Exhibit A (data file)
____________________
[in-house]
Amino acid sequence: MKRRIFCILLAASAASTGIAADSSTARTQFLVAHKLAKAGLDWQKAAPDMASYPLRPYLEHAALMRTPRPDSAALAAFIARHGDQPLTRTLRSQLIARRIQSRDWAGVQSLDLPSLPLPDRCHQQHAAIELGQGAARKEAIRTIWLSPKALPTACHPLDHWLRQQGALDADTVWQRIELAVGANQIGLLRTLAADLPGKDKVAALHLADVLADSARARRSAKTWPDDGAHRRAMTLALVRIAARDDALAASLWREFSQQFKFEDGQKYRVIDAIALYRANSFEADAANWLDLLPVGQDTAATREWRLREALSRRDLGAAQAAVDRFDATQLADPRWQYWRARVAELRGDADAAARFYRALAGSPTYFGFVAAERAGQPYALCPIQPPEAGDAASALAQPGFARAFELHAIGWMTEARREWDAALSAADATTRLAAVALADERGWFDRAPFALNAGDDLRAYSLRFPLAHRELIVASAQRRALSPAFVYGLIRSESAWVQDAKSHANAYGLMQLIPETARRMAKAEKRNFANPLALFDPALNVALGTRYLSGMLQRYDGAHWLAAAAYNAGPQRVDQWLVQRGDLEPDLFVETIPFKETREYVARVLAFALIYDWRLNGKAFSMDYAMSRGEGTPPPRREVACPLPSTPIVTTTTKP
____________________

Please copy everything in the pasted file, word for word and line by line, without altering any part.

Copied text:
[in-house]
Amino acid sequence: MKRRIFCILLAASAASTGIAADSSTARTQFLVAHKLAKAGLDWQKAAPDMASYPLRPYLEHAALMRTPRPDSAALAAFIARHGDQPLTRTLRSQLIARRIQSRDWAGVQSLDLPSLPLPDRCHQQHAAIELGQGAARKEAIRTIWLSPKALPTACHPLDHWLRQQGALDADTVWQRIELAVGANQIGLLRTLAADLPGKDKVAALHLADVLADSARARRSAKTWPDDGAHRRAMTLALVRIAARDDALAASLWREFSQQFKFEDGQKYRVIDAIALYRANSFEADAANWLDLLPVGQDTAATREWRLREALSRRDLGAAQAAVDRFDATQLADPRWQYWRARVAELRGDADAAARFYRALAGSPTYFGFVAAERAGQPYALCPIQPPEAGDAASALAQPGFARAFELHAIGWMTEARREWDAALSAADATTRLAAVALADERGWFDRAPFALNAGDDLRAYSLRFPLAHRELIVASAQRRALSPAFVYGLIRSESAWVQDAKSHANAYGLMQLIPETARRMAKAEKRNFANPLALFDPALNVALGTRYLSGMLQRYDGAHWLAAAAYNAGPQRVDQWLVQRGDLEPDLFVETIPFKETREYVARVLAFALIYDWRLNGKAFSMDYAMSRGEGTPPPRREVACPLPSTPIVTTTTKP